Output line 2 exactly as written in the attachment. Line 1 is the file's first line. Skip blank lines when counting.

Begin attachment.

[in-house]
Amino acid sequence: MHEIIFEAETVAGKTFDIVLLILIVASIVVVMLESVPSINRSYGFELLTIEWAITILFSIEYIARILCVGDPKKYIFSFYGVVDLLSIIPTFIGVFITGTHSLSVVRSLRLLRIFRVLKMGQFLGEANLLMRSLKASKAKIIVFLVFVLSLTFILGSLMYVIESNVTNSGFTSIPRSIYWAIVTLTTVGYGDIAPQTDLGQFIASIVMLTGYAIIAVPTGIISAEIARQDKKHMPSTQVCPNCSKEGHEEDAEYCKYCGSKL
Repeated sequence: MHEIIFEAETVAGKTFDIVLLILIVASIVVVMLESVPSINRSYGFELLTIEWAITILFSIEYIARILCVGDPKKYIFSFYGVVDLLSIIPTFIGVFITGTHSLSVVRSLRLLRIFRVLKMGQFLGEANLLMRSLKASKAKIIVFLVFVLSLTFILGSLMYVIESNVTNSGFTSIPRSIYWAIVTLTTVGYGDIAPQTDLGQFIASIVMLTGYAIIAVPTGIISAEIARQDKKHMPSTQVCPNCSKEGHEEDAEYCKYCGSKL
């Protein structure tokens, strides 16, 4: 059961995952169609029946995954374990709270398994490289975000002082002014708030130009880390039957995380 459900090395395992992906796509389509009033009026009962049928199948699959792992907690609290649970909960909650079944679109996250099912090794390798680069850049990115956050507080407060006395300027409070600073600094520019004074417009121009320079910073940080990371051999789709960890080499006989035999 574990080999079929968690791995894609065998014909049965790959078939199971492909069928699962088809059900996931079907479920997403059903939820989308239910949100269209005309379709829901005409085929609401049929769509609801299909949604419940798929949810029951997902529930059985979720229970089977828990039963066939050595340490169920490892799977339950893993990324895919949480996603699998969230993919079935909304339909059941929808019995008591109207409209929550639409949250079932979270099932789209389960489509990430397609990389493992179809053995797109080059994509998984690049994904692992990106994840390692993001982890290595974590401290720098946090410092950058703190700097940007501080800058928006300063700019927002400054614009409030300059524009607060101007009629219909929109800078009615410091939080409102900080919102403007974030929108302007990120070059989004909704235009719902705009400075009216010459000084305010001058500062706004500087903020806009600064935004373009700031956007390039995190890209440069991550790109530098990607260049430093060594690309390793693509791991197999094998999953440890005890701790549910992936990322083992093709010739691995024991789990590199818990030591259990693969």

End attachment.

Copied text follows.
Amino acid sequence: MHEIIFEAETVAGKTFDIVLLILIVASIVVVMLESVPSINRSYGFELLTIEWAITILFSIEYIARILCVGDPKKYIFSFYGVVDLLSIIPTFIGVFITGTHSLSVVRSLRLLRIFRVLKMGQFLGEANLLMRSLKASKAKIIVFLVFVLSLTFILGSLMYVIESNVTNSGFTSIPRSIYWAIVTLTTVGYGDIAPQTDLGQFIASIVMLTGYAIIAVPTGIISAEIARQDKKHMPSTQVCPNCSKEGHEEDAEYCKYCGSKL